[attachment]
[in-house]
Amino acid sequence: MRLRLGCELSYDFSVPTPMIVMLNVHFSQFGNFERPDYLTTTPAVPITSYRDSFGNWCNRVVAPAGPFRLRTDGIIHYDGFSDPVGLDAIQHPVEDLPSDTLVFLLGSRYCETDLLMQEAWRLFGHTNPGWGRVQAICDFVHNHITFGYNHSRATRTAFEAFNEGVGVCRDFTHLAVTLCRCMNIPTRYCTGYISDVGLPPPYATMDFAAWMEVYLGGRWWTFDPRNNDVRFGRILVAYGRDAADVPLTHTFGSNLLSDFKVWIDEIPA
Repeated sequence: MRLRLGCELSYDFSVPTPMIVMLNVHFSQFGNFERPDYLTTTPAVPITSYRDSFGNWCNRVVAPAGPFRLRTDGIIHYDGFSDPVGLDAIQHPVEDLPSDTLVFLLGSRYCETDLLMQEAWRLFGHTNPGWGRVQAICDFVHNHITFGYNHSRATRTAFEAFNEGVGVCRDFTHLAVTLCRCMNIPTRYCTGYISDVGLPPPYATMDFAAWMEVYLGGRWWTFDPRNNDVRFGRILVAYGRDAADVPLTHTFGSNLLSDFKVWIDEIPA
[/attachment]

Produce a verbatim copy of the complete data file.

[in-house]
Amino acid sequence: MRLRLGCELSYDFSVPTPMIVMLNVHFSQFGNFERPDYLTTTPAVPITSYRDSFGNWCNRVVAPAGPFRLRTDGIIHYDGFSDPVGLDAIQHPVEDLPSDTLVFLLGSRYCETDLLMQEAWRLFGHTNPGWGRVQAICDFVHNHITFGYNHSRATRTAFEAFNEGVGVCRDFTHLAVTLCRCMNIPTRYCTGYISDVGLPPPYATMDFAAWMEVYLGGRWWTFDPRNNDVRFGRILVAYGRDAADVPLTHTFGSNLLSDFKVWIDEIPA
Repeated sequence: MRLRLGCELSYDFSVPTPMIVMLNVHFSQFGNFERPDYLTTTPAVPITSYRDSFGNWCNRVVAPAGPFRLRTDGIIHYDGFSDPVGLDAIQHPVEDLPSDTLVFLLGSRYCETDLLMQEAWRLFGHTNPGWGRVQAICDFVHNHITFGYNHSRATRTAFEAFNEGVGVCRDFTHLAVTLCRCMNIPTRYCTGYISDVGLPPPYATMDFAAWMEVYLGGRWWTFDPRNNDVRFGRILVAYGRDAADVPLTHTFGSNLLSDFKVWIDEIPA